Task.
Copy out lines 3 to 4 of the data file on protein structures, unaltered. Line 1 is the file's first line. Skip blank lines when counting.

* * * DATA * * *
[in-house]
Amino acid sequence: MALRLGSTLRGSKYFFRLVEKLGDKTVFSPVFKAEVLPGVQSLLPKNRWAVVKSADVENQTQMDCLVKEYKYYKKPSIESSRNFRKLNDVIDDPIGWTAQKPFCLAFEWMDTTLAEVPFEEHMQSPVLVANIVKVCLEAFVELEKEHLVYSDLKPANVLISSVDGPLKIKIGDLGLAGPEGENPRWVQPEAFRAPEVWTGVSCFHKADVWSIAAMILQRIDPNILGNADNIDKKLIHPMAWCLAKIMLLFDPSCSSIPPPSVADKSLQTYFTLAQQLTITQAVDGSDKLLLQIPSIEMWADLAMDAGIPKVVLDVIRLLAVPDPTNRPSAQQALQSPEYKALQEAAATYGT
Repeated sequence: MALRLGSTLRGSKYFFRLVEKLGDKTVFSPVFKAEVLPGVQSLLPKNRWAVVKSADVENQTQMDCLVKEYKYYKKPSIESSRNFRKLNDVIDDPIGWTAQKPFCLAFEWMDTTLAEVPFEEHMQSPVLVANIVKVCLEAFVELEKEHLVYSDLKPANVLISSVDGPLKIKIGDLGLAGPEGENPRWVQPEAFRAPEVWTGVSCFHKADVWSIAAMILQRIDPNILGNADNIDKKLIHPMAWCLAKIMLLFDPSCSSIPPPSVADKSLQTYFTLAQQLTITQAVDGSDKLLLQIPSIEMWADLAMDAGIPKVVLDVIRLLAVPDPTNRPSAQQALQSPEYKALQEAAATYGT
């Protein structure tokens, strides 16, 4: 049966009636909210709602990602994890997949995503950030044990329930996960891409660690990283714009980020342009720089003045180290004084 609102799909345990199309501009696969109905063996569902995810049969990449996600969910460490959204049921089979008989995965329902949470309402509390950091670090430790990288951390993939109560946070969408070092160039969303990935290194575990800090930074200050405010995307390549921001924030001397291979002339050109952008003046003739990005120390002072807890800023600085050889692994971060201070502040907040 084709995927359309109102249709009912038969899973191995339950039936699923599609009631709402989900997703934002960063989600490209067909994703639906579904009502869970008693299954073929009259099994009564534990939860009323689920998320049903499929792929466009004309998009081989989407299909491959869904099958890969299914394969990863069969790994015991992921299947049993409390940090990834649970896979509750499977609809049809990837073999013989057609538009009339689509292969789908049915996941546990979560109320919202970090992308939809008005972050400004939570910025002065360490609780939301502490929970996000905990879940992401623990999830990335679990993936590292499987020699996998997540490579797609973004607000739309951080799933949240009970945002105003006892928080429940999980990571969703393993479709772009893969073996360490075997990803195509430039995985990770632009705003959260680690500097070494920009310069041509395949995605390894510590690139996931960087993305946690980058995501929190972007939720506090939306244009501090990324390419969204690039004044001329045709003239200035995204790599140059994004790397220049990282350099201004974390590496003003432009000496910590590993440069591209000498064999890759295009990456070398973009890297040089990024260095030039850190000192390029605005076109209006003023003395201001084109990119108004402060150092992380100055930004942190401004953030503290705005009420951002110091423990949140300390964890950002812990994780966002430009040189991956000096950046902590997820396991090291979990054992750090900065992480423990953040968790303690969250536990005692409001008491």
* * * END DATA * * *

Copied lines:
Repeated sequence: MALRLGSTLRGSKYFFRLVEKLGDKTVFSPVFKAEVLPGVQSLLPKNRWAVVKSADVENQTQMDCLVKEYKYYKKPSIESSRNFRKLNDVIDDPIGWTAQKPFCLAFEWMDTTLAEVPFEEHMQSPVLVANIVKVCLEAFVELEKEHLVYSDLKPANVLISSVDGPLKIKIGDLGLAGPEGENPRWVQPEAFRAPEVWTGVSCFHKADVWSIAAMILQRIDPNILGNADNIDKKLIHPMAWCLAKIMLLFDPSCSSIPPPSVADKSLQTYFTLAQQLTITQAVDGSDKLLLQIPSIEMWADLAMDAGIPKVVLDVIRLLAVPDPTNRPSAQQALQSPEYKALQEAAATYGT
């Protein structure tokens, strides 16, 4: 049966009636909210709602990602994890997949995503950030044990329930996960891409660690990283714009980020342009720089003045180290004084 609102799909345990199309501009696969109905063996569902995810049969990449996600969910460490959204049921089979008989995965329902949470309402509390950091670090430790990288951390993939109560946070969408070092160039969303990935290194575990800090930074200050405010995307390549921001924030001397291979002339050109952008003046003739990005120390002072807890800023600085050889692994971060201070502040907040 084709995927359309109102249709009912038969899973191995339950039936699923599609009631709402989900997703934002960063989600490209067909994703639906579904009502869970008693299954073929009259099994009564534990939860009323689920998320049903499929792929466009004309998009081989989407299909491959869904099958890969299914394969990863069969790994015991992921299947049993409390940090990834649970896979509750499977609809049809990837073999013989057609538009009339689509292969789908049915996941546990979560109320919202970090992308939809008005972050400004939570910025002065360490609780939301502490929970996000905990879940992401623990999830990335679990993936590292499987020699996998997540490579797609973004607000739309951080799933949240009970945002105003006892928080429940999980990571969703393993479709772009893969073996360490075997990803195509430039995985990770632009705003959260680690500097070494920009310069041509395949995605390894510590690139996931960087993305946690980058995501929190972007939720506090939306244009501090990324390419969204690039004044001329045709003239200035995204790599140059994004790397220049990282350099201004974390590496003003432009000496910590590993440069591209000498064999890759295009990456070398973009890297040089990024260095030039850190000192390029605005076109209006003023003395201001084109990119108004402060150092992380100055930004942190401004953030503290705005009420951002110091423990949140300390964890950002812990994780966002430009040189991956000096950046902590997820396991090291979990054992750090900065992480423990953040968790303690969250536990005692409001008491």